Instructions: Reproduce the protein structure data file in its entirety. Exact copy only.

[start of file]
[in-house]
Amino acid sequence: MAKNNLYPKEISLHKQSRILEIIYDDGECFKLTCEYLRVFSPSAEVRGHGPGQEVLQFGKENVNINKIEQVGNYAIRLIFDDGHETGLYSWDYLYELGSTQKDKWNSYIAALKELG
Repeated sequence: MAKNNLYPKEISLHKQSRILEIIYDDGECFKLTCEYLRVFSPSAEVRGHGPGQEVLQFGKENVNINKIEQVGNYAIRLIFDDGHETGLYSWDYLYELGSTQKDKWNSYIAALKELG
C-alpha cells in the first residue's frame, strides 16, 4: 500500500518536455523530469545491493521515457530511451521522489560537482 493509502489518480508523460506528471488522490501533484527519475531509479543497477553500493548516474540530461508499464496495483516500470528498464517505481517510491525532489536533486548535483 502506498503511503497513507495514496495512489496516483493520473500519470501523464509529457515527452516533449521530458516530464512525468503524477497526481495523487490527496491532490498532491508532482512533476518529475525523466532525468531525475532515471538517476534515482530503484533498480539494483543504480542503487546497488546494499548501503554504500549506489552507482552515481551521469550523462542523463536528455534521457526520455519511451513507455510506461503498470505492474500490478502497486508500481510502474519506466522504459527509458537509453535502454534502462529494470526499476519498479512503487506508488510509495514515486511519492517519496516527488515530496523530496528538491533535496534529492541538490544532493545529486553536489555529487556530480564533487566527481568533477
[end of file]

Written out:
[in-house]
Amino acid sequence: MAKNNLYPKEISLHKQSRILEIIYDDGECFKLTCEYLRVFSPSAEVRGHGPGQEVLQFGKENVNINKIEQVGNYAIRLIFDDGHETGLYSWDYLYELGSTQKDKWNSYIAALKELG
Repeated sequence: MAKNNLYPKEISLHKQSRILEIIYDDGECFKLTCEYLRVFSPSAEVRGHGPGQEVLQFGKENVNINKIEQVGNYAIRLIFDDGHETGLYSWDYLYELGSTQKDKWNSYIAALKELG
C-alpha cells in the first residue's frame, strides 16, 4: 500500500518536455523530469545491493521515457530511451521522489560537482 493509502489518480508523460506528471488522490501533484527519475531509479543497477553500493548516474540530461508499464496495483516500470528498464517505481517510491525532489536533486548535483 502506498503511503497513507495514496495512489496516483493520473500519470501523464509529457515527452516533449521530458516530464512525468503524477497526481495523487490527496491532490498532491508532482512533476518529475525523466532525468531525475532515471538517476534515482530503484533498480539494483543504480542503487546497488546494499548501503554504500549506489552507482552515481551521469550523462542523463536528455534521457526520455519511451513507455510506461503498470505492474500490478502497486508500481510502474519506466522504459527509458537509453535502454534502462529494470526499476519498479512503487506508488510509495514515486511519492517519496516527488515530496523530496528538491533535496534529492541538490544532493545529486553536489555529487556530480564533487566527481568533477